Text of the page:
Traditional Timbers

Here at TG Timbercraft we are passionate about wood, and we feel it is important that you to understand the basic facts about the timber we use.

We stock a wide variety of timber including many exotic woods. Although the choice of local wood is limited we are currently attempting to source more local timber as we believe it is important to support local business. We only buy timber if our supplier is able to convince us that the wood is responsibly sourced, so when considering the rare and exotic timbers you can be sure you are buying responsibly.

Below is a list of the traditional timbers we have in stock at present. We have tried to provide you with a feel for the colour, origin, and relative cost, (£ cheapest to £££££ most expensive), of each timber, together with any specific points or interesting facts.

American Black Walnut

American Black WalnutColour  Heartwood is a chocolate brown with very dark purple/brown streaks.
Origin  Eastern North America.
Key Features  There is a stark contrast in the appearance of heart wood, which is a chocolaty brown and sap wood which is an off white/cream with a pinky tinge.
Relative Price  ££££

The black walnut grows to heights of 30–40 meters (98–130 ft). The wood is one of a handful of naturally dark hardwoods and is used to make fine furniture, wall paneling and veneers.

 
 

Beech

BeechColour  Pale cream with pinkish brown hue
Origin  Europe
Key Features  Beech is widely used throughout Europe. It works well and has excellent bending capabilities.
Relative Price  ££

Beech trees can grow to around 130 feet tall and are found across much of Europe and North America. The timber is used in lots of different areas of woodwork, often it is used in carcass construction where strength is required, but as it is quite a plain looking wood it is not frequently used in a decorative way.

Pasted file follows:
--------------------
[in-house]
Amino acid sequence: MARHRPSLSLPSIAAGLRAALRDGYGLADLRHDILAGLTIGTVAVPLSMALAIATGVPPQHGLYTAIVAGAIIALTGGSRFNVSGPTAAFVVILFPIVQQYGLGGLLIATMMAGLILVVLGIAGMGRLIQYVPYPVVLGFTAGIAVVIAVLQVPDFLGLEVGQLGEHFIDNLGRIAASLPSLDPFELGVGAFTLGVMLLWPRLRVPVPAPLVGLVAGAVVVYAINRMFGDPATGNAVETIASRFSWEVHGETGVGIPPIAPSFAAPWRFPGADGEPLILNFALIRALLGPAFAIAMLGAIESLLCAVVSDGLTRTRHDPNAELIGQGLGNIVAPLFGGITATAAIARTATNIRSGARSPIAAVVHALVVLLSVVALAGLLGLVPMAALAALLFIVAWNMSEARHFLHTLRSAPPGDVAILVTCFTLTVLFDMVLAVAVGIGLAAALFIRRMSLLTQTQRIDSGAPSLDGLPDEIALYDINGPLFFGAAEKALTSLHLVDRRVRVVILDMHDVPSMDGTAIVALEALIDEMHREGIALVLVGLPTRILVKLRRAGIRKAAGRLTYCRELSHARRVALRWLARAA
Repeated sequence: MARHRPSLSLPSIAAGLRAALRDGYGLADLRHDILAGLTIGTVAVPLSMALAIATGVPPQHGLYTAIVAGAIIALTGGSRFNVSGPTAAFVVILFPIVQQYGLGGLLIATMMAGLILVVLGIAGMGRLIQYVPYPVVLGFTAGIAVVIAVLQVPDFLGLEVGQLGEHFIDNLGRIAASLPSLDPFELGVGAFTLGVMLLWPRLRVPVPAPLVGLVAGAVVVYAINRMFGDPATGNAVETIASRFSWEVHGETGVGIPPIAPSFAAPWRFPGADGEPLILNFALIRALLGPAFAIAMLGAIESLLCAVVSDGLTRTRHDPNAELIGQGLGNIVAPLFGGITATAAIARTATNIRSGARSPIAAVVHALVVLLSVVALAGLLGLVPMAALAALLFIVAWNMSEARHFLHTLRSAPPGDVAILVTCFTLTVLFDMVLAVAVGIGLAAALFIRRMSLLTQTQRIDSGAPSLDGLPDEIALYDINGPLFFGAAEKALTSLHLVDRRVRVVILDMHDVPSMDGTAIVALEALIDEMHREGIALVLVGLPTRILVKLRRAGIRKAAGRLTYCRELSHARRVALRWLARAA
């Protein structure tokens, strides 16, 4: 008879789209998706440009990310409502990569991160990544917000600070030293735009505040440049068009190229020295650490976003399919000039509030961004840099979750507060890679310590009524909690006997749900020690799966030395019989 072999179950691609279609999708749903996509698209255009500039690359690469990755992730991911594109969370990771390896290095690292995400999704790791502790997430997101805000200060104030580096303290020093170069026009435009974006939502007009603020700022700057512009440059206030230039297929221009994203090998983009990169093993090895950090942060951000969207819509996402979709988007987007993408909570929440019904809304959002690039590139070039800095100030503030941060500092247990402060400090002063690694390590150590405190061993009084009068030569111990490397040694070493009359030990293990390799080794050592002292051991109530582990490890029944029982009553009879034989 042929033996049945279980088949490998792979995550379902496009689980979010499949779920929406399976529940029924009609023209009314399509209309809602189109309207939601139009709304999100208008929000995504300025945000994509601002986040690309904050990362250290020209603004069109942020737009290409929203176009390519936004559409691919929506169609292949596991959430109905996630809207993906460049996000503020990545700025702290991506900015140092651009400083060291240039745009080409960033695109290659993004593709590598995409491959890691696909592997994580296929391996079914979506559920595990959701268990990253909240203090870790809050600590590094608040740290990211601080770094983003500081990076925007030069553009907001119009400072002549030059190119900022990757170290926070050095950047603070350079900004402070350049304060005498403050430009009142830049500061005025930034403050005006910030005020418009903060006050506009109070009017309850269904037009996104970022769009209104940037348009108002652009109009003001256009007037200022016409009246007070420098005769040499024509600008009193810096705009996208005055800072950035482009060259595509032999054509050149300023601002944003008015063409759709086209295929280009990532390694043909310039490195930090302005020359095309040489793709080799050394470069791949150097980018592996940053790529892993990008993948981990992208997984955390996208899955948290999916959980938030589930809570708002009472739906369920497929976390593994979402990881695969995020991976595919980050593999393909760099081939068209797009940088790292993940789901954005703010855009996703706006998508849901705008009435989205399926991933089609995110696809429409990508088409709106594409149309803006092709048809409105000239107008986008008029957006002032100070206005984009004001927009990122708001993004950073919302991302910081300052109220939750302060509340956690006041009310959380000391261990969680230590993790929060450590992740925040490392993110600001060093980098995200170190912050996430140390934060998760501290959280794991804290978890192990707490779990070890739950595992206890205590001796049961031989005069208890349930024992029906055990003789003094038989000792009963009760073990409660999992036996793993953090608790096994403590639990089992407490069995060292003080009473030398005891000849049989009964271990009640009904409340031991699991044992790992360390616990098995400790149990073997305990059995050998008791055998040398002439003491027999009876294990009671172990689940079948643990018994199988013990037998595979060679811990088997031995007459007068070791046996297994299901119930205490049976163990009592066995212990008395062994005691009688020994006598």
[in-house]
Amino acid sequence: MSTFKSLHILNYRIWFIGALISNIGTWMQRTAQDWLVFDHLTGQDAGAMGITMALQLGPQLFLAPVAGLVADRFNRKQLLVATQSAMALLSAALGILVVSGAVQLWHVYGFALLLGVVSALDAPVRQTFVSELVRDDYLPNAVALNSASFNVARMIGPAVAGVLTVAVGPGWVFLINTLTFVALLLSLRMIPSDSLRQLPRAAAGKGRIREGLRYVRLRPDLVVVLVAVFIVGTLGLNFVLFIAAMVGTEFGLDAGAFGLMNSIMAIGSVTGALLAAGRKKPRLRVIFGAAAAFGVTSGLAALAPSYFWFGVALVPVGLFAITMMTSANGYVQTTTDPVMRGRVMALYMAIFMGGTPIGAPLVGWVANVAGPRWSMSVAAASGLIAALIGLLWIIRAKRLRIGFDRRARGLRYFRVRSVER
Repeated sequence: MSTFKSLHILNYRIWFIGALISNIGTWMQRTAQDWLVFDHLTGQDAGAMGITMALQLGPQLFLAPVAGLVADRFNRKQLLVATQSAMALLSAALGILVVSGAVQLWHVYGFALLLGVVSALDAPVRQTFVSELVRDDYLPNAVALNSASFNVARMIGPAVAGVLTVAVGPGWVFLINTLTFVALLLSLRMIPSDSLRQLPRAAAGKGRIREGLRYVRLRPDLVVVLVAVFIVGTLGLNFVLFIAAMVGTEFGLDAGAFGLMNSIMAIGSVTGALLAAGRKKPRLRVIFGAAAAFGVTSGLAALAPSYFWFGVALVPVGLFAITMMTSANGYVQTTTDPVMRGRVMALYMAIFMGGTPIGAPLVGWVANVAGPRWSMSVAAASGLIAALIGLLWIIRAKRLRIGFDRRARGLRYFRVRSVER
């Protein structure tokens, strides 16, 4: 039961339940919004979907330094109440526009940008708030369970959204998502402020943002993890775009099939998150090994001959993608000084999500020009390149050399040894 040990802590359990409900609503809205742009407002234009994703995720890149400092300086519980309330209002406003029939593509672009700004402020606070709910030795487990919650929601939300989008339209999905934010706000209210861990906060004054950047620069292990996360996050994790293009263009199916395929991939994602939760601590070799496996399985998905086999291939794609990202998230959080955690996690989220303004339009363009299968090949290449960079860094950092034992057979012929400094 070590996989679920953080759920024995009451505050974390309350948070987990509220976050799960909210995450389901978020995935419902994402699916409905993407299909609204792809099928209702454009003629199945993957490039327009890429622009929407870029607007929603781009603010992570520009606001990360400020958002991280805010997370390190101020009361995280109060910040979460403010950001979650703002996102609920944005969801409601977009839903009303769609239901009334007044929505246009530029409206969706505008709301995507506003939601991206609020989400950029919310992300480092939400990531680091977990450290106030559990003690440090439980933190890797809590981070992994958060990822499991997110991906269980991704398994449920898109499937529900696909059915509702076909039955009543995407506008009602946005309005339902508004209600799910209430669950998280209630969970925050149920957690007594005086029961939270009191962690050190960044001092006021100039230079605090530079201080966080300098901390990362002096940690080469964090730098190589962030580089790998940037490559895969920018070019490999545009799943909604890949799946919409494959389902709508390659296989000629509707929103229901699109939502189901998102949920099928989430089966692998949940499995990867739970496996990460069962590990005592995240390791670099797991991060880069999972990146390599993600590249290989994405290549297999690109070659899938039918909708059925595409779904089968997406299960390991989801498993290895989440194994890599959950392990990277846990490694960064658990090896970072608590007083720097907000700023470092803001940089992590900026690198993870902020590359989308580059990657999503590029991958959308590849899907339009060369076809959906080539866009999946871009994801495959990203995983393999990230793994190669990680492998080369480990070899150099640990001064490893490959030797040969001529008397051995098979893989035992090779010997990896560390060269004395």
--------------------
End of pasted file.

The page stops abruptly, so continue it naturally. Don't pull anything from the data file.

Cherry

CheeryColour  Light pinkish brown
Origin  Europe
Key Features  With exposure to sunlight cherry will change to golden brown colour over time.
Relative Price  £££

Weather it is built in cabinets or freestanding pieces of handcrafted furniture this beautiful fruitwood adds a touch of class to any home.

 
 

 

Douglas-fir

Douglas FirColour  Light brown with a hint of red and darker streaks in the growth rings
Origin  Western North America
Key Features  A strong timber, particularly resistant to bending forces. Used in the building industry on account of its strength, also quite decorative when quarter sawn and the growth rings are viewed side on.
Relative Price  ££

Douglas-firs are very large trees and have been recorded at as much as 393 feet tall, second only to the giant redwood. Although used mainly in the building industry the timber can also be quite successfully used to make pine furniture and other household pieces.

Iroko

Iroko

Colour  Golden to medium brown
Origin  Tropical Africa
Key Features  Particularly suited to outdoor furniture construction
Relative Price  £££